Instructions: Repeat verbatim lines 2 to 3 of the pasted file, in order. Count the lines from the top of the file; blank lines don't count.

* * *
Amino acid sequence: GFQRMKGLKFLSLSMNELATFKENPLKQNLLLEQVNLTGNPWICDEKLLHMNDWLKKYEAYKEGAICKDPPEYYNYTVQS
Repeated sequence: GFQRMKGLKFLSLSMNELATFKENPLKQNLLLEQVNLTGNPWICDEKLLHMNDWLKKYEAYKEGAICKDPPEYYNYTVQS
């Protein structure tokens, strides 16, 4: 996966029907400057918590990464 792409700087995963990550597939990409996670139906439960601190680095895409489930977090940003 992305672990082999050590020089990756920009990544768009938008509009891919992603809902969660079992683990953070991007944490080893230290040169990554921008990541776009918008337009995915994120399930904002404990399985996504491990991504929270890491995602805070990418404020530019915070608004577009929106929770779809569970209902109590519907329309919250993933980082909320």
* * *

Repeated sequence: GFQRMKGLKFLSLSMNELATFKENPLKQNLLLEQVNLTGNPWICDEKLLHMNDWLKKYEAYKEGAICKDPPEYYNYTVQS
């Protein structure tokens, strides 16, 4: 996966029907400057918590990464 792409700087995963990550597939990409996670139906439960601190680095895409489930977090940003 992305672990082999050590020089990756920009990544768009938008509009891919992603809902969660079992683990953070991007944490080893230290040169990554921008990541776009918008337009995915994120399930904002404990399985996504491990991504929270890491995602805070990418404020530019915070608004577009929106929770779809569970209902109590519907329309919250993933980082909320």